Monday, October 24, 2011 — It was a busy week for me, and finally a week with fish!
I left San Juan Island on Monday evening, traveled to Seattle (Fishermen's Terminal), then ran the Satisfaction 4 hours at 8 knots to Hood Canal. Linda, again, was my crew, and we found a mooring buoy around 3 a.m.
We started fishing at 7 a.m. and had close to a couple hundred fish for the day, most of which were caught in the morning. I left before the change-of-light set, which is always good when gillnetting salmon, to run for the fishing in Seattle's Area 10, which started at 5 p.m. Seattle fishing turned out to be rather slow, with only 50 or so fish for my efforts, which ended at 8:00 a.m. on Wednesday, October 26.
I was right back at it on Wednesday night, running to Hood Canal to make the Thursday 7 a.m. to 8 p.m. opening. This time I fished the whole period, which was a good thing because I had a nice change-of-
light set of 80 fish for a quick hour (total time) in the water. I could have let that set go a bit longer before the closure, but I (and my gear) would probably have drifted into the Hood Canal Floating Bridge on the ebb current, which is NEVER a good thing.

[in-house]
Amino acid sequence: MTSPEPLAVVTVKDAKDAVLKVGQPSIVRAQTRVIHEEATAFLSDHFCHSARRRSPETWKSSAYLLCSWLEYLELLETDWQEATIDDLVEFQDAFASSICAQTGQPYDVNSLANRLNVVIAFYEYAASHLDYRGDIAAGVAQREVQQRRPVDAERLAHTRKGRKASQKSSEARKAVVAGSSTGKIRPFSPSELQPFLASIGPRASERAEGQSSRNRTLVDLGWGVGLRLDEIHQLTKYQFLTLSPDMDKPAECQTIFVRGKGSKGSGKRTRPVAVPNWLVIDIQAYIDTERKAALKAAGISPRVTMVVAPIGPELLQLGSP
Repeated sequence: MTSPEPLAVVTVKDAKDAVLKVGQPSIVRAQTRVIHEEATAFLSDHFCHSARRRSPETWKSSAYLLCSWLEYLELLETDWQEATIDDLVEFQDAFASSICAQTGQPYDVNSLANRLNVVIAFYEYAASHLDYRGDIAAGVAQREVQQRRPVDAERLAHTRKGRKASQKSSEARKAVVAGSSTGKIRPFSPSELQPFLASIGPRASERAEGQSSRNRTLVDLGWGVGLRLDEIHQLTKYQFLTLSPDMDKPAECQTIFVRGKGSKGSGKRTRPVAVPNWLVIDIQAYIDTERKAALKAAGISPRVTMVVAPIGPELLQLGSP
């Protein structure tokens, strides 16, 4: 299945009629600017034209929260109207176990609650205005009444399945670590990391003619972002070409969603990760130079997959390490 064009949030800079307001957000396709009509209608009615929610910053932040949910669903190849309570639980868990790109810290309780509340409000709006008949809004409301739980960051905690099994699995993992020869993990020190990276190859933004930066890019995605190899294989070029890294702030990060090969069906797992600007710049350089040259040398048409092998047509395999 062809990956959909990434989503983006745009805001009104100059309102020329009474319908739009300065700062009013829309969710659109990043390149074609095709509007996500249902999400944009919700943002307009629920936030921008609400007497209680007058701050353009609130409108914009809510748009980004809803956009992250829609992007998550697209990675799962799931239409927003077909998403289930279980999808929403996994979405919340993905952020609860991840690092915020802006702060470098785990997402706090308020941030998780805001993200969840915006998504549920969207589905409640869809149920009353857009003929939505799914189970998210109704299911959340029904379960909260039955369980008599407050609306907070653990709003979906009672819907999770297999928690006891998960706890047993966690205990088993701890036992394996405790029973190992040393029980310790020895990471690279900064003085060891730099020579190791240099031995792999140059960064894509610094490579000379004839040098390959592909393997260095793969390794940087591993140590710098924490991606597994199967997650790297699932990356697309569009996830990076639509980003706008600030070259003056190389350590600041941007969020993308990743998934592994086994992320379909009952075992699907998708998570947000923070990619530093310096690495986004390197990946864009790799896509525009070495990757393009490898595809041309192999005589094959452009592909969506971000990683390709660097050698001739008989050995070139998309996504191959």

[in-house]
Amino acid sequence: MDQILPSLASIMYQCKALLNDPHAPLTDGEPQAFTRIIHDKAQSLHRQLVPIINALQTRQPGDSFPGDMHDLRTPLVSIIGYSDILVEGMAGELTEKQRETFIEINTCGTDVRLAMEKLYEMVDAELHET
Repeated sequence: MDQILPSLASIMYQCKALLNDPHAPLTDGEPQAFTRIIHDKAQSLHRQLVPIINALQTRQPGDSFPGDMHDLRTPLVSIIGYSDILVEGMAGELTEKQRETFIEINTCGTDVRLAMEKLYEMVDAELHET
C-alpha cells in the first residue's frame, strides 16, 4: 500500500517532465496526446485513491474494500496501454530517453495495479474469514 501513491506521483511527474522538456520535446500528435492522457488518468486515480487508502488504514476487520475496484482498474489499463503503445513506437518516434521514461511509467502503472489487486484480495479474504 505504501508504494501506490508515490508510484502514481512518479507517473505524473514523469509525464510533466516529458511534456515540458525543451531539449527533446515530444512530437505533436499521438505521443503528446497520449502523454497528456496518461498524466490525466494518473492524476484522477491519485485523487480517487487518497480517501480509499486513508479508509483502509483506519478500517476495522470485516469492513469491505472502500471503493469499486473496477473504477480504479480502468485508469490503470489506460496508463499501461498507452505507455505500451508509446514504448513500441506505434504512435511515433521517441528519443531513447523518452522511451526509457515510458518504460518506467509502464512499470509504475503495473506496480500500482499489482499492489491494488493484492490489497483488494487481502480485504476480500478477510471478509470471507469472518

Again, I headed over to the Seattle side, a three-hour run, and wrapped up the fishing over there for another 45 fish.
Still scratchy in Seattle, but decent fish showing in the canal, it had been an exhausting week of no sleep, but with reward of fish.
TO BE CONTINUED…
National Fisherman Live: 9/9/14
In this episode:
Seafood Watch upgrades status of 21 fish species
Calif. bill attacking seafood mislabeling approved
Ballot item would protect Bristol Bay salmon
NOAA closes cod, yellowtail fishing areas
Pacific panel halves young bluefin harvest
National Fisherman Live: 8/26/14
In this episode, National Fisherman Publisher Jerry Fraser talks about his early days dragging for redfish on the Vandal.
More than a dozen higher education institutions and federal and local fishery management agencies and organizations in American Samoa, Guam, the Commonwealth of the Northern Mariana Islands and Hawaii have signed a memorandum of understanding aimed at building the capacity of the U.S. Pacific Island territories to manage their fisheries and fishery-related resources.